Two players in turn paint the sides of an n-gon. The first one can paint the side that borders either zero or two colored sides, the second – the side that borders one painted side. The player who can not make a move loses. At what n can the second player win, no matter how the first player plays?
On a table there are 2002 cards with the numbers 1, 2, 3, …, 2002. Two players take one card in turn. After all the cards are taken, the winner is the one who has a greater last digit of the sum of the numbers on the cards taken. Find out which of the players can always win regardless of the opponent’s strategy, and also explain how he should go about playing.
Janine and Zahara each thought of a natural number and said them to Alex. Alex wrote the sum of the thought of numbers onto one sheet of paper, and on the other – their product, after which one of the sheets was hidden, and the other $($ on it was written the number of 2002 $)$ was shown to Janine and Zahara. Seeing this number, Janine said that she did not know what number Zahara had thought of. Hearing this, Zahara said that she did not know what number Janine had thought of. What was the number which Zahara had thought of?
In Conrad’s collection there are four royal gold five-pound coins. Conrad was told that some two of them were fake. Conrad wants to check $($ prove or disprove $)$ that among the coins there are exactly two fake ones. Will he be able to do this with the help of two weighings on weighing scales without weights? $($ Counterfeit coins are the same in weight, real ones are also the same in weight, but false ones are lighter than real ones. $)$
Two people are playing. The first player writes out numbers from left to right, randomly alternating between 0 and 1, until there are 1999 numbers in total. Each time after the first one writes out the next digit, the second changes two numbers from the already written row $($ when only one digit is written, the second misses its move $)$. Is the second player always able to ensure that, after his last move, the arrangement of the numbers is symmetrical relative to the middle number?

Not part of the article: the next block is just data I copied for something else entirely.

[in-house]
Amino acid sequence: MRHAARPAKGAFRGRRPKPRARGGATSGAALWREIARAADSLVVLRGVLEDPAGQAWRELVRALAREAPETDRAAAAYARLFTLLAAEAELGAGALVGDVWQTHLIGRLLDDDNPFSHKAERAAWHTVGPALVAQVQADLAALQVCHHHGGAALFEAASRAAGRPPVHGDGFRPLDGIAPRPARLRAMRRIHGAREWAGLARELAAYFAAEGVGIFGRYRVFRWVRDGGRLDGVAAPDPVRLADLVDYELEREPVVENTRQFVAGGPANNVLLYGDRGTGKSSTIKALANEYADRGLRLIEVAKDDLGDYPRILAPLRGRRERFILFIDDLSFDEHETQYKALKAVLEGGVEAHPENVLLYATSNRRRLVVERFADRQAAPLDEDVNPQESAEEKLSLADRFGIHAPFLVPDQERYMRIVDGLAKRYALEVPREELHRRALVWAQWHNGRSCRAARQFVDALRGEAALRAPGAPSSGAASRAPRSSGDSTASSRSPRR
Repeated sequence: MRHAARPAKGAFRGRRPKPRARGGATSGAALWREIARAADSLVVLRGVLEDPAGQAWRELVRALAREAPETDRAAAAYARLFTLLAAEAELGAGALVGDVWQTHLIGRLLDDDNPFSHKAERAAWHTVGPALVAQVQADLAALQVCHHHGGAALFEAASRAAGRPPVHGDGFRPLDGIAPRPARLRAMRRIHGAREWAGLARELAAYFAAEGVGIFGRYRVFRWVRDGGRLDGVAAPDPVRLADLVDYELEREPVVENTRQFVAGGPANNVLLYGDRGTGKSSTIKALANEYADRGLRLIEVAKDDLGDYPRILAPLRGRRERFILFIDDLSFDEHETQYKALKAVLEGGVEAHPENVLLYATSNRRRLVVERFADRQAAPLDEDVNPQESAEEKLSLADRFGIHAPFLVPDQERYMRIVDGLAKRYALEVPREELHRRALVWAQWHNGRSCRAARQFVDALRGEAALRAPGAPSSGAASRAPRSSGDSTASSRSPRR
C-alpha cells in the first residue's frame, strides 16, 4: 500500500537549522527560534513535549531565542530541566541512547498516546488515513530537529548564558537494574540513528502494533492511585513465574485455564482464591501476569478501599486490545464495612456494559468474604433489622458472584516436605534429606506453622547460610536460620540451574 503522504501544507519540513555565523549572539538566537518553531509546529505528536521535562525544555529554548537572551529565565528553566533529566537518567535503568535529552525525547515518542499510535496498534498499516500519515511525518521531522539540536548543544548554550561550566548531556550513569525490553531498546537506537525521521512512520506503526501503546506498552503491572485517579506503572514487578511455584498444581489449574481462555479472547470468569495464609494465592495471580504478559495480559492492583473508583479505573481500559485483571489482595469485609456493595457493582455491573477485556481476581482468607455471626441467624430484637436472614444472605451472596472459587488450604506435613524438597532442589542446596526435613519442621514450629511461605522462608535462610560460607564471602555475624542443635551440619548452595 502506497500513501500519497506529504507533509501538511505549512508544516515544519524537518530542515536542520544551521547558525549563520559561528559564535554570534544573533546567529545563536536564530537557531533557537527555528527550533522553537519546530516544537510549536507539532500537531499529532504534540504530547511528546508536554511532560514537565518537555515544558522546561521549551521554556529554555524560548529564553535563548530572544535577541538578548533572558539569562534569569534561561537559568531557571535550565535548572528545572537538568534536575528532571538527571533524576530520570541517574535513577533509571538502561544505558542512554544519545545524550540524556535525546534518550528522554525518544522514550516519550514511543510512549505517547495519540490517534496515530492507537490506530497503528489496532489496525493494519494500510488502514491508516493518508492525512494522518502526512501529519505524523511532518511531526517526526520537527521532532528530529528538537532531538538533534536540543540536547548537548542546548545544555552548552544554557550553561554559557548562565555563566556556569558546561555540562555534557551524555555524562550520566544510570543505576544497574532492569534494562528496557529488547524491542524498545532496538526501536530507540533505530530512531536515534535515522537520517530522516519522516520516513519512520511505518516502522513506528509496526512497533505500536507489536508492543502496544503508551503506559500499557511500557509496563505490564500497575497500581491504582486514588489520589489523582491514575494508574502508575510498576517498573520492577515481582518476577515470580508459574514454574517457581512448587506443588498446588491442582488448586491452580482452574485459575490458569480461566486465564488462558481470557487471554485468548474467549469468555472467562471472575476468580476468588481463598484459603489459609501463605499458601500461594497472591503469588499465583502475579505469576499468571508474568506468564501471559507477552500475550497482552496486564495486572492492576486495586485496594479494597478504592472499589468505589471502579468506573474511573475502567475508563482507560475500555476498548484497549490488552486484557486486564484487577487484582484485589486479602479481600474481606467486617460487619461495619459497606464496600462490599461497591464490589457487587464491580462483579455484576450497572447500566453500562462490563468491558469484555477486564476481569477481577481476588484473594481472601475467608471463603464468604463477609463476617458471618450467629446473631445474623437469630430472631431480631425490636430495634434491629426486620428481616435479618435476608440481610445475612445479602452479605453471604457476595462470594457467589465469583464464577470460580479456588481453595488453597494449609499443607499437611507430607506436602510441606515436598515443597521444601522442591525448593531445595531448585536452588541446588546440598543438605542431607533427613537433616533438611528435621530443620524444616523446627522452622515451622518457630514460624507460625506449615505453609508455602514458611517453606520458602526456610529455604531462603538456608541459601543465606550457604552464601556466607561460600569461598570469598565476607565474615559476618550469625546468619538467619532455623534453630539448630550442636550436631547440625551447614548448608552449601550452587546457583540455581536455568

A game takes place on a squared 9 × 9 piece of checkered paper. Two players play in turns. The first player puts crosses in empty cells, its partner puts noughts. When all the cells are filled, the number of rows and columns in which there are more crosses than zeros is counted, and is denoted by the number K, and the number of rows and columns in which there are more zeros than crosses is denoted by the number H $($ 18 rows in total $)$. The difference B = K – H is considered the winnings of the player who goes first. Find a value of B such that
1$)$ the first player can secure a win of no less than B, no matter how the second player played;
2$)$ the second player can always make it so that the first player will receive no more than B, no matter how he plays.
A cube with side length of 20 is divided into 8000 unit cubes, and on each cube a number is written. It is known that in each column of 20 cubes parallel to the edge of the cube, the sum of the numbers is equal to 1 $($ the columns in all three directions are considered $)$. On some cubes a number 10 is written. Through this cube there are three layers of 1 × 20 × 20 cubes, parallel to the faces of the cube. Find the sum of all the numbers outside of these layers.
Two play tic-tac-toe on a 10 × 10 board according to the following rules. First they fill the whole board with noughts and crosses, putting them in turn $($ the first player puts crosses, its partner – noughts $)$. Then two numbers are counted: K is the number of five consecutively standing crosses and H is the number of five consecutively standing zeros. $($ Five, standing horizontally, vertically and parallel to the diagonal are counted, if there are six crosses in a row, this gives two fives, if there are seven, then three, etc.$)$. The number K-H is considered to be the winnings of the first player $($ the losses of the second $)$.
a$)$ Does the first player have a winning strategy?
b$)$ Does the second player have a winning strategy?
On a plane there is a square, and invisible ink is dotted at a point P. A person with special glasses can see the spot. If we draw a straight line, then the person will answer the question of on which side of the line does P lie $($ if P lies on the line, then he says that P lies on the line $)$.